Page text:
Tags

I said yesterday that “I don’t wanna” is a reason often given when people don’t want to give up something nice, such as unearned advantage, in favour of something not nice, such as not having an unearned advantage. Not in so many words, of course. And when the person using it has power, it can be expressed in smooth, calm words expressing a view that it would really be better to leave things as they are, or to make only minimal steps towards correcting the imbalance of advantage.

For the people who don’t have power, this can be one of the most bafflingly difficult responses to deal with, because it’s almost impossible to see it happening. You get told that what you are asking for just isn’t possible, sorry, without any real reason being given, leaving you with nowhere to go. And if you get upset at the continuing unfairness of your situation, you often get accused of being overemotional, of exaggerating, of being unreasonable. And if you get angry, as, indeed, why shouldn’t you, you’ve lost the argument right there, and can be dismissed with a version of “Calm down, dear!”.

It’s very clever, and very demoralising to be on the receiving end of, and it’s seen all over the place, popping up not just in cases of gender discrimination, but in all sorts of other places too. (The current portrayal of the poor, including the working poor, as “less than”, chavvy, drunken, feckless and irresponsible, is another version of this, which allows their perfectly valid views on their position in our society to be dismissed as coming from those who are incapable of correctly articulating an opinion on any situation, even when it’s their own.)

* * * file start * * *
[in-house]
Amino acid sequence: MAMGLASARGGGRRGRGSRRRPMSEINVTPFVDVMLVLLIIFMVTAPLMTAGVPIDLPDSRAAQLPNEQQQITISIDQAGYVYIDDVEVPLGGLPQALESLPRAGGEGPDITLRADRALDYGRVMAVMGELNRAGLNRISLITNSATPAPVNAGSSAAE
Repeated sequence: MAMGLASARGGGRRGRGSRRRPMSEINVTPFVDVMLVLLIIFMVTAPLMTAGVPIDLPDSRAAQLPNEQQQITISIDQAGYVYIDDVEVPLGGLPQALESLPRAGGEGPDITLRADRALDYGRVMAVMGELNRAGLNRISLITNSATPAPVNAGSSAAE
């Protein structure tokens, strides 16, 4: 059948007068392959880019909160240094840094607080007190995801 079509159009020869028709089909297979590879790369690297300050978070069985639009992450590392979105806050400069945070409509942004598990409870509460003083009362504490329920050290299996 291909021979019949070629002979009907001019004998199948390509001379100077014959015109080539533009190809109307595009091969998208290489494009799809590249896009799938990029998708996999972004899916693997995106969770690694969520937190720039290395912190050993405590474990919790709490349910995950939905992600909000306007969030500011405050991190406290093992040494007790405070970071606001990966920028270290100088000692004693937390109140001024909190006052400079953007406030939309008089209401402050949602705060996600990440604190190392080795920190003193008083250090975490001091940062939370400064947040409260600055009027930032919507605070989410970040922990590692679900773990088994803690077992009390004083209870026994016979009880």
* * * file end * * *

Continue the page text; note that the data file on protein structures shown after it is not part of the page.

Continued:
There are unfortunately very few effective solutions to this type of unpleasant weaselling, although it helps enormously to be able to spot that it is happening. This enables you to say to yourself “Aha! I see what is happening here! I am neither mad, bad, nor sad – I am being weaselled!” This is called consciousness raising, a wonderful, if outmoded thing, which, when it happens outside a gender context, is often known as socialism.

More tomorrow.